Reopening Michigan: Where do we go from here?

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The lifting of the remaining capacity and mask restrictions is cause for celebration for in the business community, which finally feels the 16-month pandemic is behind it.

With this celebration, excitement and a red-hot economy also comes trepidation and more uncertainty, however. Even though they are now fully open, numerous businesses still are struggling to stay afloat and there are many more working hard to keep their doors open in the face of labor and supply shortages.

I am so proud of the way the business community has responded to all the challenges of the pandemic, but there are still lingering issues that need to be addressed quickly, efficiently and with intentionality. The pandemic exacerbated the talent shortage, shined a new light on racial inequities and shuttered businesses that make our community vibrant.

With COVID-19 in check, talent has consistently been the No. 1 issue for our member businesses. The past year’s “she-session” has removed more than 136,000 women from the Michigan workforce who put their careers on hold to address needs in their homes. It forced business closures, left many employees without their livelihoods, and the dramatic impact COVID-19 had on the education systems has affected nearly every industry’s talent pipeline.

The Grand Rapids Chamber is an advocate in addressing these issues through policy-oriented solutions such as expanding the Going PRO Talent Fund and increasing access to child care through the nation-leading Tri-Share Childcare Pilot Program. We also are encouraged by the alignment we’ve seen with the legislature and Gov. Gretchen Whitmer on how to invest $1.4 billion in dedicated federal child care funding. The areas of proposed investment match our longtime child care goals like increasing the eligibility threshold, increasing the reimbursement rate and providing stability. We will continue to urge them to work together on a solution that is strategic and sustainable.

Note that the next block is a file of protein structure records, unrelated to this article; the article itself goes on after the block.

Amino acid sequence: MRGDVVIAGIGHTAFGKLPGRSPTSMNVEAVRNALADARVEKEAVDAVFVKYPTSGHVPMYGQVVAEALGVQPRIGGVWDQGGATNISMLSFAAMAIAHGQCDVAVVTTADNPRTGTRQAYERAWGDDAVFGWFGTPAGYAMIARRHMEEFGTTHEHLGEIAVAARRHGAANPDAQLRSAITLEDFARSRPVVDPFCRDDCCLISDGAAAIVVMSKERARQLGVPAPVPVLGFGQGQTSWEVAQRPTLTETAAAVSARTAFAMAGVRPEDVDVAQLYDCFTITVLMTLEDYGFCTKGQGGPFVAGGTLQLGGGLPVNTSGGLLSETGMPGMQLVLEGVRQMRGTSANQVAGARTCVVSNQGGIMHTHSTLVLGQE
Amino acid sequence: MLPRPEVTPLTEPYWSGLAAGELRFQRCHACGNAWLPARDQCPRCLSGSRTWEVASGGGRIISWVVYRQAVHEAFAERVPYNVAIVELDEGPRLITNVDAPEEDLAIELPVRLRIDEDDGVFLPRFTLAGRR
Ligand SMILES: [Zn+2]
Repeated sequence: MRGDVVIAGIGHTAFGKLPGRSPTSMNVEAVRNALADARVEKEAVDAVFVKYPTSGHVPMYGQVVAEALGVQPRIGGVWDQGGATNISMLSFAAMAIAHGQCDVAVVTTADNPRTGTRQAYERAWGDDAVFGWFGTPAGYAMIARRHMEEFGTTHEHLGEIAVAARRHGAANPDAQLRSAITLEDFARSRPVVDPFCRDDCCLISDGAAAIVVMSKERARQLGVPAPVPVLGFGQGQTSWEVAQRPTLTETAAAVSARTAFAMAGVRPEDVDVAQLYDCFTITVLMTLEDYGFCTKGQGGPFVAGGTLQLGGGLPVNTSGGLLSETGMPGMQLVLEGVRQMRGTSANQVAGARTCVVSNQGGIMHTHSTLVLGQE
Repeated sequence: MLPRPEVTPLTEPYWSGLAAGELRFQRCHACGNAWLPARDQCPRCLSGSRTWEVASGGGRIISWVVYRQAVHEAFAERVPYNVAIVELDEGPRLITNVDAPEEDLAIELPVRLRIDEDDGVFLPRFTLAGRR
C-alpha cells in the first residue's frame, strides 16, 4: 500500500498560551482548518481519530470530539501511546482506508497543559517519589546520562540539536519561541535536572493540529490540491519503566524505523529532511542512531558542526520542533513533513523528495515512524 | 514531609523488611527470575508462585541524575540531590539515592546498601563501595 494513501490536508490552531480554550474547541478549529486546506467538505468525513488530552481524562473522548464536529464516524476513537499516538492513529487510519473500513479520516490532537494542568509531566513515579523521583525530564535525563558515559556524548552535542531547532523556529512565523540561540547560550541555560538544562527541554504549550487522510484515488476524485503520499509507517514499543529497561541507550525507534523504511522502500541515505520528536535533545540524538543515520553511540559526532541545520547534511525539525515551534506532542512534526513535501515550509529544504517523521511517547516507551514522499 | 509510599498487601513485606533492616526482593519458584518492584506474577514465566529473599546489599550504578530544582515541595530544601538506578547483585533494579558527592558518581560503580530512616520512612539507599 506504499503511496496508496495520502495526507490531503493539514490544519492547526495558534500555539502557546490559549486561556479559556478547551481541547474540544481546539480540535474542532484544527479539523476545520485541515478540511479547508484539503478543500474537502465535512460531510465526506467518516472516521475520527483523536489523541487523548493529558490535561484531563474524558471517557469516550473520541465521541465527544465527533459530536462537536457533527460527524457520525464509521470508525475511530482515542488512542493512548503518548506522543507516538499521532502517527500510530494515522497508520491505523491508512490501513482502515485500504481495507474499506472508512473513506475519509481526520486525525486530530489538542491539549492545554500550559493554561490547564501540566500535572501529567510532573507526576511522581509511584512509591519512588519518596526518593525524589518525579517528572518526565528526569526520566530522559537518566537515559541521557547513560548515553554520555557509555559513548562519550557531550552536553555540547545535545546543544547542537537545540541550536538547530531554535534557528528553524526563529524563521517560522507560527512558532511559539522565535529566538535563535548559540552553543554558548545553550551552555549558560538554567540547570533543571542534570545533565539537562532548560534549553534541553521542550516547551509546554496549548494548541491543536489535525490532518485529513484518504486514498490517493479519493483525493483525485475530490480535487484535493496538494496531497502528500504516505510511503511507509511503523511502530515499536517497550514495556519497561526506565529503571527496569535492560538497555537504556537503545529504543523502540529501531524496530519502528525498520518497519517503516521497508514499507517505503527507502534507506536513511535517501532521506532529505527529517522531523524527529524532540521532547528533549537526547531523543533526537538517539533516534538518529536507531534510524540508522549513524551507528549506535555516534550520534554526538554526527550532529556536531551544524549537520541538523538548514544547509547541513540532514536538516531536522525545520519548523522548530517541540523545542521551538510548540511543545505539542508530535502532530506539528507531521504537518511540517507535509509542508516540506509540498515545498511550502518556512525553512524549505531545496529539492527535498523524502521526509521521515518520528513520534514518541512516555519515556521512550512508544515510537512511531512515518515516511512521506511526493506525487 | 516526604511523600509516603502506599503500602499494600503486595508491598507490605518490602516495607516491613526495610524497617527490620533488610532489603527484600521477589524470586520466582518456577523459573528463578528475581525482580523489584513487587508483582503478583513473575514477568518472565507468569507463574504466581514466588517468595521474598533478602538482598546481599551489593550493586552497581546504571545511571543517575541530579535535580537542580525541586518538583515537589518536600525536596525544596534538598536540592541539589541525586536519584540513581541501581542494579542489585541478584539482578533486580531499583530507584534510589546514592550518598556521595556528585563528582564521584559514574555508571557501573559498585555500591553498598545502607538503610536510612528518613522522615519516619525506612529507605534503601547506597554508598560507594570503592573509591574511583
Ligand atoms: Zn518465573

Housing supply and affordability is another key piece in addressing the talent issue and is foundational to the success of our communities and economy. It impacts access to jobs, employee retention and attraction, health outcomes, student success, quality-of-life and much more.

That is why we have led the Housing Michigan Coalition to create and expand tools for local governments to support the development or rehabilitation of housing supply that is attainable for more citizens. The coalition’s bipartisan legislation recently passed the Michigan Senate, and we will continue to urge the Legislature to move quickly to expand access to and support the creation of attainable housing.

Going forward together we can collaborate as successfully as we did during the pandemic to address the issues around child care, inequities, public health and talent in a way that will positively impact the generations to come.

This is the time to act, invest and use tools that will lead West Michigan to be a more prosperous and thriving region for all.

If you’d like to learn more about our work and get involved with the Grand Rapids Chamber, visit www.grandrapids.org or contact info@grandrapids.org.

Rick Baker is president and CEO of the Grand Rapids Chamber of Commerce.

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